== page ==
For more than two decades after the Roe v. Wade decision of 1973, Illinois lawmakers bitterly debated a question important to many families: Should parents know that their daughter, who's younger than 18, intends to have an abortion?
Officials estimate that $5.3 million would be generated annually for public school districts in Effingham County, based on 2018 sales, if voters on Tuesday approve the Illinois County School Facility Tax, also called the 1 Cent Sales Tax.
State and local leaders are ramping up their efforts in preparation for the 2020 census. While the actual numbers won't be counted until next year, the importance of getting residents to respond can't be overstated.
Gov. J.B. Pritzker has unveiled details of his promised push for a graduated income tax. He campaigned on the issue. He delivered.
Another tragedy has befallen our communities at the point of a gun, this one claiming the lives of five innocent people working at the Henry Pratt Co. in Aurora and leaving five police officers wounded.
Illinois' new governor made a triumphant appearance before legislators last week, delivering a well-received speech about the state's woes that included promises to tax and spend his way to a $38.7 billion balanced budget for the fiscal year beginning July 1.
Some people may oppose President Donald Trump's declaration of a national emergency on immigration because it sidesteps the Constitution's explicit assignment of spending powers to Congress, not the president.
We understand the meaningless gesture by some state legislators from our area suggesting that a cleaver be taken to the Illinois map, separating Chicago from the rest of us.
If a disease were striking children, causing rash and fever and sometimes escalating to brain swelling, pneumonia and even death, there would be a public demand to do something about it.
State Comptroller Susana Mendoza is spending most of her time these days running for mayor of Chicago. But back at the office, her worker bees have been reviewing the state's finances, releasing a report last week that lays out the numbers.
Former Democratic state Rep. Daniel Burke was unceremoniously tossed out of office last year by the residents of his increasingly Hispanic Chicago district.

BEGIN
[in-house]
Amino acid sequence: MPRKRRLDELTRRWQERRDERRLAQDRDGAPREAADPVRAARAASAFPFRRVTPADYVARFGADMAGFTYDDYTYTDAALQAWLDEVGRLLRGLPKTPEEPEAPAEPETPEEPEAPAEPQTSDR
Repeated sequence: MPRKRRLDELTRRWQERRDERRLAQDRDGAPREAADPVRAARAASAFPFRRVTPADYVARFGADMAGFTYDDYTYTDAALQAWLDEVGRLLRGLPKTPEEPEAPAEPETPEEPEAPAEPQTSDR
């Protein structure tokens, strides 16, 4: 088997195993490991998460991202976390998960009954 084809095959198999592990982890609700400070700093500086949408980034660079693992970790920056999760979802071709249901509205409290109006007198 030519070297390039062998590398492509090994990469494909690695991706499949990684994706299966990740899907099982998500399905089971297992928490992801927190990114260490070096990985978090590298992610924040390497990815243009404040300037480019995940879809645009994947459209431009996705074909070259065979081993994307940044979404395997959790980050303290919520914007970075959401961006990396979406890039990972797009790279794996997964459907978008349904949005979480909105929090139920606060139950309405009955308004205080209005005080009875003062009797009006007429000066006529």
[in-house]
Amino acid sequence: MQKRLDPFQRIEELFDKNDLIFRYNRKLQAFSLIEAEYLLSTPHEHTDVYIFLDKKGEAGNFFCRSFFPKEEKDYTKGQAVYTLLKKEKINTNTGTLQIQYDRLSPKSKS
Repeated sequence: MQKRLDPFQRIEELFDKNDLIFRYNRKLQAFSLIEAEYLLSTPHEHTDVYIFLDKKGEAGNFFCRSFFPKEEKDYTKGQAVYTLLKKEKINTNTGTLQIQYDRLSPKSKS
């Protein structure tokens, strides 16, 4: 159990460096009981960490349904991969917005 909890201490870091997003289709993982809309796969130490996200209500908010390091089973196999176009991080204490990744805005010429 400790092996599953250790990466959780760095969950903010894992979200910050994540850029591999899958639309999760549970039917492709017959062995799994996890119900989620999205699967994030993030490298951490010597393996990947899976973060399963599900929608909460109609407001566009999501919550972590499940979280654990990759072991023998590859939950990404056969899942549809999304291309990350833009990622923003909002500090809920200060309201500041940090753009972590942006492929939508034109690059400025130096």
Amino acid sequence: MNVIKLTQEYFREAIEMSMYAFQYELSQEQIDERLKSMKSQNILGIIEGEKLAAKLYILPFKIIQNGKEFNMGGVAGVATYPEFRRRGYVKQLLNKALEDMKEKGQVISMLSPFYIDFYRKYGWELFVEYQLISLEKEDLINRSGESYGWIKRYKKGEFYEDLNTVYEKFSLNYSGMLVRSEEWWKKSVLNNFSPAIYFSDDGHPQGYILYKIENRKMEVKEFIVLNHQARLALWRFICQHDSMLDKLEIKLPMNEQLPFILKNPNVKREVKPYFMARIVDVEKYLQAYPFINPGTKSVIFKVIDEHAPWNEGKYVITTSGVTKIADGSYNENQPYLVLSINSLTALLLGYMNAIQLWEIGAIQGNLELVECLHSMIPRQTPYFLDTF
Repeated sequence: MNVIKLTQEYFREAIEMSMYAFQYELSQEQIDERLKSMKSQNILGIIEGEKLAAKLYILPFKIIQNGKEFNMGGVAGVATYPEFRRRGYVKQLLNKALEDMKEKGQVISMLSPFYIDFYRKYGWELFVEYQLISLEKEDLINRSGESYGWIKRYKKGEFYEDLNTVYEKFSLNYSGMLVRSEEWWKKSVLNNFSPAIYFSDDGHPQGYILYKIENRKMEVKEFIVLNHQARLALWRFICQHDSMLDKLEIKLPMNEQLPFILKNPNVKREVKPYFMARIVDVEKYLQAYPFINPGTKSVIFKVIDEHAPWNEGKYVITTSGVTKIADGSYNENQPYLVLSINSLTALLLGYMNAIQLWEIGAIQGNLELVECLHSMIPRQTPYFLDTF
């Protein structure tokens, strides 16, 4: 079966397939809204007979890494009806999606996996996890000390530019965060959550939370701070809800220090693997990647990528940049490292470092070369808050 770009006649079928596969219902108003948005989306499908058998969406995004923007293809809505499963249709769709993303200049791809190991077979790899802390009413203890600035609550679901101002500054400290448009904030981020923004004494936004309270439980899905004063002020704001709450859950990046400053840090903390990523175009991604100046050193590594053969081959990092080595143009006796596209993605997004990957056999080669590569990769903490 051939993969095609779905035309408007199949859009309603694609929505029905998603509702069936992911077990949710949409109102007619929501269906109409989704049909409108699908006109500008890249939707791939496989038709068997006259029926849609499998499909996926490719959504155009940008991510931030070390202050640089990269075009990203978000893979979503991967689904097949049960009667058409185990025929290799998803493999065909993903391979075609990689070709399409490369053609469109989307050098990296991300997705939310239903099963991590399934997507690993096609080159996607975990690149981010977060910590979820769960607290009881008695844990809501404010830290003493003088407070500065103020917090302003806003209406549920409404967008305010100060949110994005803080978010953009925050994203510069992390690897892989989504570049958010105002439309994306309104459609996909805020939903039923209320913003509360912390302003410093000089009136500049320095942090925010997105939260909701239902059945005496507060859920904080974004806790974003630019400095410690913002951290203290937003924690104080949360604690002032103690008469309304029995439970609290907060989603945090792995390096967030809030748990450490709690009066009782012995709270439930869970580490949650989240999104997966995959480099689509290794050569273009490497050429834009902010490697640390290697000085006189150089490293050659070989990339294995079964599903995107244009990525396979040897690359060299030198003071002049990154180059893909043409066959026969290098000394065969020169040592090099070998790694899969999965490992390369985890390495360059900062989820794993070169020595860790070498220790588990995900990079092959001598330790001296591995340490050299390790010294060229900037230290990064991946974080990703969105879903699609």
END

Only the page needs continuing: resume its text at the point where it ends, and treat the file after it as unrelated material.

How fitting is it that President Trump's first Oval Office address, which he requested be televised live in prime time by every major network, was aimed at stirring up the American public about a crisis largely of his own making?
December saw many of us nestled inside watching romantic Hallmark Channel movies, but January brings a counterpunch: a twisted Lifetime saga of sexual abuse and control. Not romance-gone-wrong escapism, this is a six-part documentary: "Surviving R. Kelly," an examination of a long history of…
With the election of J.B. Pritzker as governor, Democrats will control the governor's mansion, the Senate and the House for the first time in four years. While Illinois remains a blue state, Southern Illinois' congressional contingent got a bit redder in November when Republican Patrick Wind…
Paying at the pump has been a little cheaper lately in Springfield. Gas was hovering around $2 a gallon in some parts of Springfield on Friday. That's a huge improvement over last month, when AAA said the average price of a gallon of gas in Springfield was $2.502. It beats a year ago, when i…
When he takes office in January, Gov.-elect J.B. Pritzker will have fewer constituents than he might have expected. Unfortunately he'll also have fewer constituents working and paying taxes to support Illinois' state and local governments. Every time a worker departs, the tax burden on those…
- Beecher City resident fills void with food stand
- Supporting Trump cost her a crown
- CIL-Con returns to the Cross County Mall
- Tour takes women on an experiential trip
- Eagles' Nest now in ashes
- Dieterich native returns home to teach
- Altamont hires two police officers
- Husted dominates at state fair
- Todd Buenker: State shouldn’t have legalized recreational marijuana
- Improving delivery of health care